Photo by Darren Rafel
Howard Skora's World Premiere Comedy "Freud on Cocaine" .. if for no other reasons than to enjoy Michael Mullen's spectacular costumes is a snow trip not to be missed. (Little hip reference there, eh?)
Skora directs his own play in two acts based on the actual writings of Dr. Sigmund Freud from Freud's book "Cocaine Papers" as well as other personal notes.
The unique quality of the Whitefire Stage is that The Play's The Thing. Freud on Cocaine takes place on an essentially bare stage with a few set pieces, title crards and projections set each scene. It works beautifully as a presentational approach.
The audience is included from the get go with a sort of Greek 'chorus' that proclaims Freud's story in shorthand. The man was many things, but essentially, Sigmund Freud (Jonathan Slavin) was a brilliant guy who was addicted to cocaine.
Skora's direction of his own play, a practice that I mostly don't think is a very good idea, seems to work well. The frantic pace of the story unfolds with a strong emphasis on COCAINE as a cure-all with which Freud expected to stamp his mark upon the world. Sly references to dreams at the close of the argument slide into place as Martha, Freud's wife (beautiful Sara Maraffino) insists that he abandon his cocaine addiction (which he never admits fully to) or lose her.
Each character is finely tuned to complete the cast in such a way that they are undeniable. Most bombastic of the lot is Ernst (Really Really big Aaron LaPlante), Freud's close pal. Unfortunately Ernst is addicted to many drugs. Martha's mom, Emmeline Bernays (steadfast Sigute Miller), holds her own as she attempts to deep six Martha's infatuation with Sigmund.
Merck (Barry Brisco) virtually glows as the German provider and faciltator of Freud's cocaine connection. He stands toe to toe with his cast mates to good effect. Freud contracts to vet for Merck the quality of their coke to boost sales. With his 'research' Freud declares that cocaine is NOT addictive (witness Freud's daily bumps to the tune of a gram a day (which I hear is a lot!)..
Enter Emma Eckstein (Amy Smallman-Winston) with issues of hysteria and problems with being highly sexed and prone to self enjoyment. We learn of a surgival treatment that deals with the nasovaginal connection. It goes haywire. Ow.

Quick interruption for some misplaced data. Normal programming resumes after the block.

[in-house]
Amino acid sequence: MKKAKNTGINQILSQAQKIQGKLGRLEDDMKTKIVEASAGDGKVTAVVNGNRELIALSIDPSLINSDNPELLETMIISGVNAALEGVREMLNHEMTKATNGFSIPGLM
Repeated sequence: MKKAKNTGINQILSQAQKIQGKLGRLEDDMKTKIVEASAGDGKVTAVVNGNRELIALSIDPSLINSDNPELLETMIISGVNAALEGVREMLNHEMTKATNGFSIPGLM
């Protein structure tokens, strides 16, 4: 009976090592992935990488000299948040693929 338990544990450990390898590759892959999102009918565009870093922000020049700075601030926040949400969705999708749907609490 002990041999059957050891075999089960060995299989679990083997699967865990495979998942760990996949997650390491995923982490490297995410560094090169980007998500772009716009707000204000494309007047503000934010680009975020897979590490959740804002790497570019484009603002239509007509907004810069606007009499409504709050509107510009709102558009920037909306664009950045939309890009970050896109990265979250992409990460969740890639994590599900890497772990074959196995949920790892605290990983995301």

Though adorable, Kim Hopkins as the Narrator / Anna Freud, who added copious notes to Freud's The Cocaine Papers, upon which the play has been based (its all fact, we've been told!) in her top hat and tails fails to find the over the top energy laid down by the rest of the cast. It may be an actor's choice, but the value of Freud's lesbian daughter's story is tiny by comparison to the rest of these excellent players. Bigger, Faster, Louder! Please.
It's a World Premiere! The joy of seeing new and exciting theatre that romps a bit is a pleasure.
It's a hit!!
Freud on Cocaine sends up what we have come to understand is a drug of consequence. Cocaine IS addictive.. Terms for cocaine: happy dust and other euphemisms including "punschkrapfen" do not promote the party use of the drug, but tell the story of how, in the late 19th Century, Sigmund Freud parlayed the idea of a sort of Universal Cure-All into his next steps: The Interpretation of Dreams.
The genuinely funny dialogue, along with the over the top melodramatic presentation with title cards and the excellent use of John Knowles' projections, boosted by Skora's 21st Century language and contemporary approach to humor makes Freud on Cocaine a must see.
There are moments of hilarity! Huzzah!
As a resident of the 20th Century, I was disappointed to not have a program in hand. And.. Hey! Freud needs a better bowler.
KIM HOPKINS (Narrator/Anna Freud)
AMY SMALLMAN-WINSTON (EMMA ECKSTEIN)
BARRY BRISCO (EMANUEL MERCK)
SIGUTE MILLER (EMMELINE BERNAYS)
JONATHAN SLAVIN (SIGMUND FREUD)
SARA MARAFFINO (MARTHA FREUD)
AARON LAPLANTE (DR. ERNST VON FLEISCHL-MARXOW)
Freud on Cocaine
Written and Directed by Howard Skora
• Presented by the Whitefire Theatre, Bryan Rasmussen, producing artistic director
Sept. 8 – Nov. 4
• Friday at 8 p.m.: Sept. 8 ONLY (opening night)
• Saturdays at 8 p.m.: Sept. 9; Sept. 16; Sept. 23; Sept. 30; Oct. 7; Oct. 14; Oct. 28; Nov. 4 (dark Oct. 21)
• Sunday at 2 p.m.: Sept 10 ONLY
13500 Ventura Blvd.
Sherman Oaks, CA 91423
• Valet parking available at Augustine Wine Bar across Sunnyslope from the theater: $9
• Unrestricted parking available on Moorpark St. and on the west side of Dixie Canyon Ave.
• Metered parking on and just south of Ventura Blvd. (off on Sundays)
• 2-hour parking available in residential neighborhoods (Sunday matinees, until 6 p.m.)